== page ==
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HOUSE CALL WITH DR. SANJAY GUPTA
Fighting the Flu; Why Pregnant Women Are More at Risk for H1N1; How to Protect Yourself and Your Family from H1N1 Scams; How Much Money Should You Pay to Get Vaccinated For H1N1?
Aired November 7, 2009 - 07:00 ET
THIS IS A RUSH TRANSCRIPT. THIS COPY MAY NOT BE IN ITS FINAL FORM AND MAY BE UPDATED.
DR. SANJAY GUPTA, CNN HOST: Good morning. Welcome to HOUSE CALL: the show that helps you live longer and stronger. I'm Dr. Sanjay Gupta. Thanks so much for watching.
You know, we've been hearing about it for sometime now -- pregnant women and the H1N1 flu virus. We know they're more at risk. The question is why. We'll tell you.
Plus, can you believe this? There are already swine flu scams out there. Some treatments being peddled online are fake and dangerous. We want to tell you how to protect yourself and your family.
And how much money, if any, should you be paying to get vaccinated against H1N1?
You're watching HOUSE CALL.
GUPTA: You know, you, our viewers, have so many questions about H1N1. So, we decided to devote an entire show today to answering as many as we can.
We learned this week of more evidence that the H1N1 vaccine works. Here's what we know. You know, all healthy pregnant women who receive a single dose of the H1N1 flu vaccine will be protected from that flu. That's according to some just released clinical trial data just this week.
Health officials say, so far, the vaccine appears to be well- tolerated and, so far, they haven't seen any serious side effects. Clinical trials on the vaccine have been ongoing since August.
Now, the Centers for Disease Control and Prevention strongly recommends that pregnant women get vaccinated for H1N1. Why? Well, studies show that expectant mothers who develop the infection are more likely to end up in the hospital. And according to the CDC, at least 28 pregnant women have died from this particular infection since it first emerged in April.
Kara Finnstrom reports why these pregnant women are especially vulnerable.
(BEGIN VIDEOTAPE) KARA FINNSTROM, CNN CORRESPONDENT (voice-over): A year of twists and turns for Nancy Brizendine.
UNIDENTIFIED FEMALE: I was like, what?
FINNSTROM: This past spring, an unexpected pregnancy for the 42- year-old, shocked during a celebration. And then just weeks ago, that jubilation turned to fear.
NANCY BRIZENDINE, PREGNANT WITH H1N1: I had like a cough, like sinus infection, infected ear, nausea, fever. And then that's when I went into the urgent care.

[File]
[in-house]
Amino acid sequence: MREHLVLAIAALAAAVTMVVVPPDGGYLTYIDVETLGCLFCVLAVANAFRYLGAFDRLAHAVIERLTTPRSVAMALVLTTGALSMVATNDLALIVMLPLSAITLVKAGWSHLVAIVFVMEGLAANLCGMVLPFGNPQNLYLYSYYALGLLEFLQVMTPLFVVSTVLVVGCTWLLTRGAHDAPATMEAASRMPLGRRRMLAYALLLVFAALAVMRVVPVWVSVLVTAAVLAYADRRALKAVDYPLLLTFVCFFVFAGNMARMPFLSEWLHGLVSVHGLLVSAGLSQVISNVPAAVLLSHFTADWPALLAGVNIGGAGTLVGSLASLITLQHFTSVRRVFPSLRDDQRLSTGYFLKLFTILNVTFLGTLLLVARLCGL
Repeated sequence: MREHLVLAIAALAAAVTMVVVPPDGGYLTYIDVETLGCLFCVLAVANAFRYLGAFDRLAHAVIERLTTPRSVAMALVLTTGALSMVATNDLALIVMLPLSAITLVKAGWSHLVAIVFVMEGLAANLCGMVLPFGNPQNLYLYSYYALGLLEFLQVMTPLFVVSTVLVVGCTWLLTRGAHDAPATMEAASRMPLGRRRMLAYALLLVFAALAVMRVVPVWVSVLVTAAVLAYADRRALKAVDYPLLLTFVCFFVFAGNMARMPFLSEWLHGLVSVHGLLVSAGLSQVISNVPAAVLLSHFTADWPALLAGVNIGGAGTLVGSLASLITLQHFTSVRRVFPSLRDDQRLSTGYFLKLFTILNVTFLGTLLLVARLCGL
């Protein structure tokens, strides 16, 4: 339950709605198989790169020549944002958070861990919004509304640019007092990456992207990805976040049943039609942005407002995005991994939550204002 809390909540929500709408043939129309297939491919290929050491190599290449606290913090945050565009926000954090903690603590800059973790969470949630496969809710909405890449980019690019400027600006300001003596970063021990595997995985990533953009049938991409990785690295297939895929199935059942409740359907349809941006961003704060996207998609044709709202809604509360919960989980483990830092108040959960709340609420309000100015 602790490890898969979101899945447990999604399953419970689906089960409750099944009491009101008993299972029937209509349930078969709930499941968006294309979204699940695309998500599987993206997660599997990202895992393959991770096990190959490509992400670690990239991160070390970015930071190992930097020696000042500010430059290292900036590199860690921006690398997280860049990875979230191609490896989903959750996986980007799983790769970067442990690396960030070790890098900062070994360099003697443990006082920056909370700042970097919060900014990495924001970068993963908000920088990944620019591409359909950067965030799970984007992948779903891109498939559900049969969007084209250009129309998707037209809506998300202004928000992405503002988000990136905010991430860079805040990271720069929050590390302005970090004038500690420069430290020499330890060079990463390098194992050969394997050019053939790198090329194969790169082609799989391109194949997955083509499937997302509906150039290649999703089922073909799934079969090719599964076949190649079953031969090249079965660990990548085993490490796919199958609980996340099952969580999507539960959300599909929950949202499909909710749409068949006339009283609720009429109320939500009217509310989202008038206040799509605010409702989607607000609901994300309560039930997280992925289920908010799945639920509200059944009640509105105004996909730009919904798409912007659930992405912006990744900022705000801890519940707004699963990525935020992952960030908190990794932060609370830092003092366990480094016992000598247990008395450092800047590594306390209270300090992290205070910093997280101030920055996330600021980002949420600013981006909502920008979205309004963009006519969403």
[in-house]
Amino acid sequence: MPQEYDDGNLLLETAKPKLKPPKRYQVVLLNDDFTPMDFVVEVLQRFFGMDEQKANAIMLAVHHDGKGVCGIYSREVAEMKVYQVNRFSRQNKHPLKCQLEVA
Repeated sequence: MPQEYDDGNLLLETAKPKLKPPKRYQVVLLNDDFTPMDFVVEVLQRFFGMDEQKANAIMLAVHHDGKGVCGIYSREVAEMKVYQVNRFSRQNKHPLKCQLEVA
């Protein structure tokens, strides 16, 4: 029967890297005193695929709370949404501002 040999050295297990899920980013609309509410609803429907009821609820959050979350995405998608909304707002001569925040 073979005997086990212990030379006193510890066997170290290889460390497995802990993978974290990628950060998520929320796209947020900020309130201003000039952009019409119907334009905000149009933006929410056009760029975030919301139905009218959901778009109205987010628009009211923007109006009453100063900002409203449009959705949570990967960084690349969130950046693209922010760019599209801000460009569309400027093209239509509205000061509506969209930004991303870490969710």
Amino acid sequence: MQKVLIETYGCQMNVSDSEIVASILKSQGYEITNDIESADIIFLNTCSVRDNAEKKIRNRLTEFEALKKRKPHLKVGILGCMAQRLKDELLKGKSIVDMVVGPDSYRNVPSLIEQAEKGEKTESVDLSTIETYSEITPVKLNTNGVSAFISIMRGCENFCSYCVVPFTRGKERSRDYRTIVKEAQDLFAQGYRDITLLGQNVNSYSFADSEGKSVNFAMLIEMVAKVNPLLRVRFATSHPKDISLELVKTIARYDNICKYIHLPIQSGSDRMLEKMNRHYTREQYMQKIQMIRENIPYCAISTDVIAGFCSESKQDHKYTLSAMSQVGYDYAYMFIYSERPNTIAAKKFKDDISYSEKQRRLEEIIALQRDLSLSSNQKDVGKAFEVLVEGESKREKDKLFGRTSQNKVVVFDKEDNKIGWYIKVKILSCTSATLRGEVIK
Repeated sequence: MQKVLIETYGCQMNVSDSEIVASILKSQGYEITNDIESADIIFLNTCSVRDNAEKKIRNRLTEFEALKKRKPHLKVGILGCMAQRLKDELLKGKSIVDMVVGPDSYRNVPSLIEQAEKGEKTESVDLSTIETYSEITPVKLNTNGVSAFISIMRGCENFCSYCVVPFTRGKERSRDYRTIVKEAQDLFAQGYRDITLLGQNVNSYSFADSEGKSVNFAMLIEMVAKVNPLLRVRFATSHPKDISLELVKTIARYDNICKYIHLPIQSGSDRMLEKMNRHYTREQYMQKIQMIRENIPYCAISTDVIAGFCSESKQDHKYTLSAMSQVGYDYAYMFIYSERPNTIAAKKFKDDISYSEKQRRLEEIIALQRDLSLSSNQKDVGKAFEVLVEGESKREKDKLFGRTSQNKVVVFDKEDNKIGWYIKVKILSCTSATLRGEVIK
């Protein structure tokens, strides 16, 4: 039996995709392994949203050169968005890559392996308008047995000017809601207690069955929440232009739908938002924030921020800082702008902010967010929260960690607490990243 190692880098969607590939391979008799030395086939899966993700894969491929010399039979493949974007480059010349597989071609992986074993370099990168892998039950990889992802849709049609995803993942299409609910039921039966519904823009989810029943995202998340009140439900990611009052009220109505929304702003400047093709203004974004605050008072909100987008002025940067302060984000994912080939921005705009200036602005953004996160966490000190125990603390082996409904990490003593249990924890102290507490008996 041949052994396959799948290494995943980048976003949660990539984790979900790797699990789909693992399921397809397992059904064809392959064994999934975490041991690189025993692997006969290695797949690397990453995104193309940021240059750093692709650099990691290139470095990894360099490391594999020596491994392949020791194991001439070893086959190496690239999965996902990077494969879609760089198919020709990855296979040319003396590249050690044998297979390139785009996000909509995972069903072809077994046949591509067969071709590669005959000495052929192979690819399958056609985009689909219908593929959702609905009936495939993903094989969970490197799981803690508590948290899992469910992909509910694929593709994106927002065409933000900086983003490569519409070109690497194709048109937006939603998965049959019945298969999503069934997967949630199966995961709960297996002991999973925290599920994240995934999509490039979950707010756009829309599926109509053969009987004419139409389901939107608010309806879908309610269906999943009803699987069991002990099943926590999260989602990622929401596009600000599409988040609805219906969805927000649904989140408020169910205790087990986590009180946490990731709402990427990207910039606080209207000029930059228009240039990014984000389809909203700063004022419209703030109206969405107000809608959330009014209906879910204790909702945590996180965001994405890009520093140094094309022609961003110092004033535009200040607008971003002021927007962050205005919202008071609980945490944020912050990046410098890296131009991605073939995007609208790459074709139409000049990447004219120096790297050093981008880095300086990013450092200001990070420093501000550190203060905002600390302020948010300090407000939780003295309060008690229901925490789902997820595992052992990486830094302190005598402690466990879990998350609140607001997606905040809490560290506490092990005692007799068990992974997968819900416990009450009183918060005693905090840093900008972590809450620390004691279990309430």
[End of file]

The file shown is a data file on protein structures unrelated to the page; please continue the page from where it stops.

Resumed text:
FINNSTROM: Nancy tested positive for the H1N1 virus. And the fact that she was pregnant put her right in the middle of a group that experts are most worried about.
DR. ANTHONY DULGEROFF, HIGH DESERT MEDICAL GROUP: Women who are pregnant seem to be somewhat immunocompromised. And it just turns out that women who get the H1N1 tend to get sicker than the general population.
BRIZENDINE: I couldn't even get out of bed and lift my head because I was just so sick and achy.
FINNSTROM (on camera): It's tough enough to fight the ravages of H1N1 at home, but many pregnant women end up waging a much more serious battle. The Centers for Disease Control says pregnant women are four times more likely than other H1N1 patients to end up hospitalized.
(voice-over): Just last week, an expectant woman from El Monte (ph) died from the H1N1 virus. She was 27.
Doctors say, for some reason, the virus seems to cause the most serious complications in women who are both pregnant and young.
Nancy believes age worked in her favor. She got better with Tamiflu and rest. But Nancy wasn't just worried about one baby on the way. You see, Nancy's 22-year-old daughter Kayla is also pregnant, and doctors strongly suspect she also caught H1N1.
UNIDENTIFIED MALE: One more time.
FINNSTROM: The difference? Kayla, who had no health problems, ended up with bilateral pneumonia and on oxygen support.
UNIDENTIFIED FEMALE: I was hyperventilating because I couldn't breathe.
FINNSTROM (on camera): Was she at risk of dying? I mean, how...
DULGEROFF: Yes. Absolutely. Absolutely.
BRIZENDINE: I want to say, I thought, OK -- honestly, I thought, has God given me this baby because he's going to take my other baby? And I don't want that to happen. So -- it was hard. It was real hard, and that's -- I'm thinking, OK. You know. What can I do being here? You know? I need to go to the hospital. I need to be with my baby, but I couldn't.
FINNSTROM (voice-over): Three weeks later, doctors say mother, daughter and both of their unborn girls seem to be doing very well. But still, there are fears.